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[ISN] Hacked embassy websites found pushing malware
By Dan Goodin in San Francisco
23rd January 2008
Add embassy websites to the growing list of hacked internet destinations
trying to infect visitor PCs with malware.
Earlier this week, the site for the Netherlands Embassy in Russia was
caught serving a script that tried to dupe people into installing
software that made their machines part of a botnet, according to Ofer
Elzam, director of product management for eSafe, a business unit of
Aladdin that blocks malicious web content from its customers' networks.
In November the Ministry of Foreign Affairs of Georgia and Ukraine
Embassy Web site in Lithuania were found to be launching similar
attacks, he says.
All three sites had been hacked to include invisible iframes that
initiated a chain of links that ultimately connected to servers hosting
malicious code, which was heavily obfuscated to throw off antivirus
systems. The similarities led eSafe researchers to conclude the attacks
were carried out by the same group. Elzam speculates the group has ties
to organized crime in Eastern Europe.
The findings come as Websense, a separate security firm that's based in
San Diego, recently estimated that 51 per cent of websites hosting
malicious code over the past six months were legitimate destinations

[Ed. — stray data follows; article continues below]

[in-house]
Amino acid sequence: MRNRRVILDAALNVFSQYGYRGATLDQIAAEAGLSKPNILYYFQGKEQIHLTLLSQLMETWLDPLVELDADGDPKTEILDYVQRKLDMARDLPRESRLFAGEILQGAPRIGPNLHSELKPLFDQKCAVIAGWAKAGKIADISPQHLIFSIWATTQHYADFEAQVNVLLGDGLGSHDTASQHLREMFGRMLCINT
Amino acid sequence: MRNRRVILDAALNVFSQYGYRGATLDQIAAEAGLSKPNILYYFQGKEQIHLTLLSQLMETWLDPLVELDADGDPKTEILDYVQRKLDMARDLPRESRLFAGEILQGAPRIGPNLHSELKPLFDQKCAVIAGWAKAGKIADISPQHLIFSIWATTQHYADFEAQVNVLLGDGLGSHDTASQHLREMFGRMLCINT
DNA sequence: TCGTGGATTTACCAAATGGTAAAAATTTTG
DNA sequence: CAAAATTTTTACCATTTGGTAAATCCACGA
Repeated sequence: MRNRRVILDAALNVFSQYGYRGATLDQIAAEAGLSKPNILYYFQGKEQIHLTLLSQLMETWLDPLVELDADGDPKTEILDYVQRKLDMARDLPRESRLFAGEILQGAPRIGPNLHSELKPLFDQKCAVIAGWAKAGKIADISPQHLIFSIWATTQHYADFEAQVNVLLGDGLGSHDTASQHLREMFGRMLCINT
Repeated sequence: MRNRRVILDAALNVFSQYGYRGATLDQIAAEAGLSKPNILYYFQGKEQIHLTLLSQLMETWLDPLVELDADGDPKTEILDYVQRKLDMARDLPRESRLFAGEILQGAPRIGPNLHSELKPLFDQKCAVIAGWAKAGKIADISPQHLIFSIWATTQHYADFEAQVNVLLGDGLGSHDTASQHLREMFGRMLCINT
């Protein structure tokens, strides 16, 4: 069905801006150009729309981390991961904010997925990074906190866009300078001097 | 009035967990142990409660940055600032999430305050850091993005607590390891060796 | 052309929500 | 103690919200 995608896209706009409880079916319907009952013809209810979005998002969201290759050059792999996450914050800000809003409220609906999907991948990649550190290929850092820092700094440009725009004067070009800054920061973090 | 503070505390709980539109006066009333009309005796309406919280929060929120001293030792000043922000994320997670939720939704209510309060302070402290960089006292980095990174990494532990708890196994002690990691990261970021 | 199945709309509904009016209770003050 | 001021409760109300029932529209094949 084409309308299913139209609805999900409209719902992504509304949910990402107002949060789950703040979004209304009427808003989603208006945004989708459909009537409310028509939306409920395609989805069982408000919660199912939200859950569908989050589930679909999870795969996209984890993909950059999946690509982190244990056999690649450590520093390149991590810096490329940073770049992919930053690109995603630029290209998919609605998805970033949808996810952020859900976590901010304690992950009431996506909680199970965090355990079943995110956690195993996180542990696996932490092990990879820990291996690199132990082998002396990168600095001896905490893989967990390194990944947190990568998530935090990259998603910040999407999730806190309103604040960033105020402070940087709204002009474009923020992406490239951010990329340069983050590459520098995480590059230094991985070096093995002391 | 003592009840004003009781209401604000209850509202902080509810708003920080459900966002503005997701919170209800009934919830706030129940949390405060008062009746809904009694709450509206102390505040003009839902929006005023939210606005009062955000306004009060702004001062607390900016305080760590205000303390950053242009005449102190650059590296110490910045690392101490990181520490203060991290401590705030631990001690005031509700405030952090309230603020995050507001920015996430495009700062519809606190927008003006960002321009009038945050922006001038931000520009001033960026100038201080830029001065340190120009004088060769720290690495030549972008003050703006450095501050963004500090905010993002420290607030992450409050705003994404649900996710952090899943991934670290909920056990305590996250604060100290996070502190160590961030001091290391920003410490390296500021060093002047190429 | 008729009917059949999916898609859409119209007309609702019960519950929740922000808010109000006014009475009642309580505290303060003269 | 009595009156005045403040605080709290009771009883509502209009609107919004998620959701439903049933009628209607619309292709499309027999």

that had been hacked, as opposed to sites specifically set up by
criminals. Compromised websites can pose a greater risk because they
often come with a degree of trust.
Stories reporting security vulnerabilities frequently carry the caveat
that an attacker would first need to lure a victim to a malicious
website. Poisoning the pages of a legitimate embassy or ecommerce
website would be one way to carry that out.
Frequently, the compromised websites launch code that scours a visitor's
machine for unpatched vulnerabilities in Windows or in applications such
as Apple's QuickTime media player. Such was the case in two recent
hacking sprees (here  and here ) that affected hundreds of
thousands of sites, including those of mom-and-pop ecommerce companies
and the City of Cleveland.
But in the case of the Netherlands Embassy, the attackers simply
included text that instructed visitors to download and install the
malware. Of course, no self-respecting Reg reader would fall for such a
ruse. But sadly, Elzam says, because the instruction is coming from a
trusted site, plenty of less savvy users do fall for the ploy. Saps.
"Using social engineering is almost fool proof," he says. "My mother
would fall for that because she is really conditioned to click on OK
when she's asked to do something like that."
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